Unreinforced nylon 6/6, 20 % short glass fiber reinforced nylon 6/6 and 20 % short carbon fiber reinforced nylon 6/6 materials were used for understanding the effect of tooth deflection on gear performance. Test materials were injection molded into spur gears of 2 mm module, 200 pressure angle, 17 number of teeth and 6 mm face width. A test rig is designed and developed in the laboratory to quantify the hysteresis loss of test gear with the measurement of single tooth deflection during static loading and unloading. The performance test is conducted using a power absorption type gear test rig at a constant rotational speed of 1000 rpm and at 0.8 and 1.5 Nm torque conditions. Temperature of test gears during performance tests is continuously measured using non-contact infrared temperature sensors. The net surface temperature measured in reinforced gear during testing is less than that measured in unreinforced gears. A better heat dissipation and less amount of heat generation contributes to improved gear performance.
The Effect of Gamma Sterilisation on Colour and Mechanical Performance of Medical Rigid PVC Compounds
A range of commercially available gamma sterilisable medical rigid PVC (clear) compounds were characterized for hardness, specific gravity, Vicat softening, heat stability and rheological properties. In addition, the effect of exposure to gamma irradiation at 25 and 40 kGy on the colour, mechanical performance and dynamic mechanical response of the various PVC compounds was investigated. The results show no significant difference in hardness of the materials tested. However, significant differences in heat stability, Vicat softening temperature and rheological properties were evident. The results showed that exposure to gamma irradiation had only a slight effect on the mechanical performance of the PVC compounds tested. However, the results show exposure to gamma irradiation had a significant effect on the colour of PVC compounds B, C and D. All three compounds showed significant increases in b-value (yellowness/blueness index) following exposure to gamma radiation. PVC compound A showed superior gamma resistance, with only slight changes in b-value recorded after exposure to gamma irradiation.
Study on the Thermoforming of PC Films Used for in Mold Decoration
Preparation of thermoformed film is one of the critical steps for successful application of mold decoration to parts of complex shape. In the present study, PC films of 0.125mm thick were thermoformed into a cup shape by Drawing Die under various process conditions. Square mark was printed on the surface of film before forming. From the dimension variation of squared mark and thickness distribution of the formed film, one can understand the characteristics of thermoforming. We found the depth of thermoforming increasing will cause wrinkle phenomenon occurrence especially in thinner film. The result indicates that film temperature exhibits the most significant effect on the stretching ratio of the film. Multiple stage of thermoforming was also applied to reduce the residual stress build during forming process and was found to be useful in the reduction of the warpage and wrinkle of the formed film due to the partial relaxation of deformation caused in each stage of forming.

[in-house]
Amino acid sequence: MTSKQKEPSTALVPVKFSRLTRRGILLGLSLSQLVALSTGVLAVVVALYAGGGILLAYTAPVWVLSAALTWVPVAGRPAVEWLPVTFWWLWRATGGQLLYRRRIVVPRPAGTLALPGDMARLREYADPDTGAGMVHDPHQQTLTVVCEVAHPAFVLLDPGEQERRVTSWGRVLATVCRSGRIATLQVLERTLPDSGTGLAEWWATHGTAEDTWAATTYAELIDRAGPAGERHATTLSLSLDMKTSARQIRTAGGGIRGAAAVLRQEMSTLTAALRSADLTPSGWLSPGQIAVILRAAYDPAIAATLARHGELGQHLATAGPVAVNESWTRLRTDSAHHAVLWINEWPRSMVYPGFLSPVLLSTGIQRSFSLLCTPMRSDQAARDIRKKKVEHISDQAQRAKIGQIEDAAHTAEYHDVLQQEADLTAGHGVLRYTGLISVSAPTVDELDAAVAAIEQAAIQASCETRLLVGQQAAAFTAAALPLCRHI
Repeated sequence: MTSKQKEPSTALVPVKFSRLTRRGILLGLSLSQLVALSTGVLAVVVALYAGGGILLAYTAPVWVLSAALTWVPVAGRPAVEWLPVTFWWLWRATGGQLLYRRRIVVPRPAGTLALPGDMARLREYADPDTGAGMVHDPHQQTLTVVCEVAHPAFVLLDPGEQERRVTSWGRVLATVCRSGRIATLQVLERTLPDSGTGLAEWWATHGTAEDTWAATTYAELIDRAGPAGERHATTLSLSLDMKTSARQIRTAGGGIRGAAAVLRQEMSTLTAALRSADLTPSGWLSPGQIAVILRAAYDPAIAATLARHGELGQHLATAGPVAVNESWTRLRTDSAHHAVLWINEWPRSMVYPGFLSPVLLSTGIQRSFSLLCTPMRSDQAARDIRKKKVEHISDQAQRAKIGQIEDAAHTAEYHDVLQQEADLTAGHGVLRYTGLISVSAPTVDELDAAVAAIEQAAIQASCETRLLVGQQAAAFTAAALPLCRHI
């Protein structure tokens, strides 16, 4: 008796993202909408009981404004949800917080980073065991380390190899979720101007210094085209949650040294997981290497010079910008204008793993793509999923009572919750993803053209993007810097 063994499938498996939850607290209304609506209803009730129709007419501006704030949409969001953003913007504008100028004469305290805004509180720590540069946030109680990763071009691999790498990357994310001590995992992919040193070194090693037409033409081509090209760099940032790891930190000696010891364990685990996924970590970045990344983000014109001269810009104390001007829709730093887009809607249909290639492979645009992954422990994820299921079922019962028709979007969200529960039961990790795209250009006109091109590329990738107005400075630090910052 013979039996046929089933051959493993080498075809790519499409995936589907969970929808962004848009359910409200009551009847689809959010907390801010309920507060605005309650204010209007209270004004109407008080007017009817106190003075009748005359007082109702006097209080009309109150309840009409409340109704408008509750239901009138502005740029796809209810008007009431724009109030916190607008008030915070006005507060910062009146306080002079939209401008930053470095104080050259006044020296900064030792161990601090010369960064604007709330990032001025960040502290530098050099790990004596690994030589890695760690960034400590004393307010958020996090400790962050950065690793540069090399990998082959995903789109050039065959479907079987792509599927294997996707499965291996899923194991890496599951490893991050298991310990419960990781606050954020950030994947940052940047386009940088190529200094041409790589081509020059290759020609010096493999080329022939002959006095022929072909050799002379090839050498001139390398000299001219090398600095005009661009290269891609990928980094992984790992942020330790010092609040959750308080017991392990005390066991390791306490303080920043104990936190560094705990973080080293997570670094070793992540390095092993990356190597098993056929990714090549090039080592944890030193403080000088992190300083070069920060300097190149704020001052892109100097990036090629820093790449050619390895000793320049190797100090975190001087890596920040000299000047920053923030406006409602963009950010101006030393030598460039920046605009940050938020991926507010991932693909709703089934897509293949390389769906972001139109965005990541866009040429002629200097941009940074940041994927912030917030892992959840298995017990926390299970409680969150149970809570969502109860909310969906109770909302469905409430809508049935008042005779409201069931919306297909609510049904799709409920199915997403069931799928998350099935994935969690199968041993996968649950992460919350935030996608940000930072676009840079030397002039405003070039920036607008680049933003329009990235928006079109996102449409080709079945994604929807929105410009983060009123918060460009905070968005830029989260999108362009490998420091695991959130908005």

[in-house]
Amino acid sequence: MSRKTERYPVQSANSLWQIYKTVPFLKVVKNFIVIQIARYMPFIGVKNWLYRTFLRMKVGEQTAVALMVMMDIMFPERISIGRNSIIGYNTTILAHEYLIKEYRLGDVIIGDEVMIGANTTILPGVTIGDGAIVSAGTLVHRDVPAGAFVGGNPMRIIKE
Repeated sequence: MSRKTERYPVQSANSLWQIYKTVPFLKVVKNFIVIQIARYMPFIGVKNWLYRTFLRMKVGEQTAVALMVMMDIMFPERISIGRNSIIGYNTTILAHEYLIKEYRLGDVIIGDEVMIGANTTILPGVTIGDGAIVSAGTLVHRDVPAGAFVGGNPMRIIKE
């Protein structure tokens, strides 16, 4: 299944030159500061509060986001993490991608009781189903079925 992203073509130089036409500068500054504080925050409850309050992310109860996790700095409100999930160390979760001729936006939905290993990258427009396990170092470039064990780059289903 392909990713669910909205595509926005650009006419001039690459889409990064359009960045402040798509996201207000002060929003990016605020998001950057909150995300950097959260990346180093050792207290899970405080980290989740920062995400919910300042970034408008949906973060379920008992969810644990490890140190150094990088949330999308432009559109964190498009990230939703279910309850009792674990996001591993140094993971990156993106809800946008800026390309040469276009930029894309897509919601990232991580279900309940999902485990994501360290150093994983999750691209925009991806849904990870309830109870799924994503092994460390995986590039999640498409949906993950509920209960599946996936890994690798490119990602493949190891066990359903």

Visual Computer-Based Simulation of the Penetration Length of the Core Melt in Sandwich Injection
The sandwich injection molding technique can be used in wide ranges of engineering applications. On the chance of understanding the melt flow behavior and the mechanism of sandwich injection molding, we made dynamic simulation researches on sandwich injection molding process by employing the software of Moldflow Plastics Insight. In this study, the penetration length of the core melt in sandwich injection molding was investigated by changing the viscosities of melts and process parameters. We find that decreasing the viscosity ratio R of core/skin melts will give rise to enhance the penetration length of the core melt, owing to the relative fluidity of the skin and core melts. Furthermore, the injection velocity of the melts will greatly influence the penetration length of the core melt among the process parameters, while the influences from mold temperature and melt temperature are comparatively inapparent.
Oxypolypropylene as a Radical Initiator for the Production of Polypropylene Grafted Copolymer
Oxypolypropylenes are high MFR propylene polymers that contain bound peroxide functionalities which can be used as polymerization initiators to produce polypropylene grafted copolymers. Upon heat treatment, the peroxides functionalities in the Oxypolypropylene act as a source of free radicals, reacting with unsaturated double bond of the monomers. The grafting reaction is carried out in the solid state in a reactor. The advantage of grafting via Oxypolypropylene is that it eliminates expensive and environmentally unfriendly organic peroxide. A number of monomers have been grafted on Oxypolypropylene, including vinyl acetate, vinyl pyrrolidinone, methacrylic anhydride, maleic anhydride… Applications of these grafted copolymers in nylon blends or in a glass reinforced formulation are also discussed.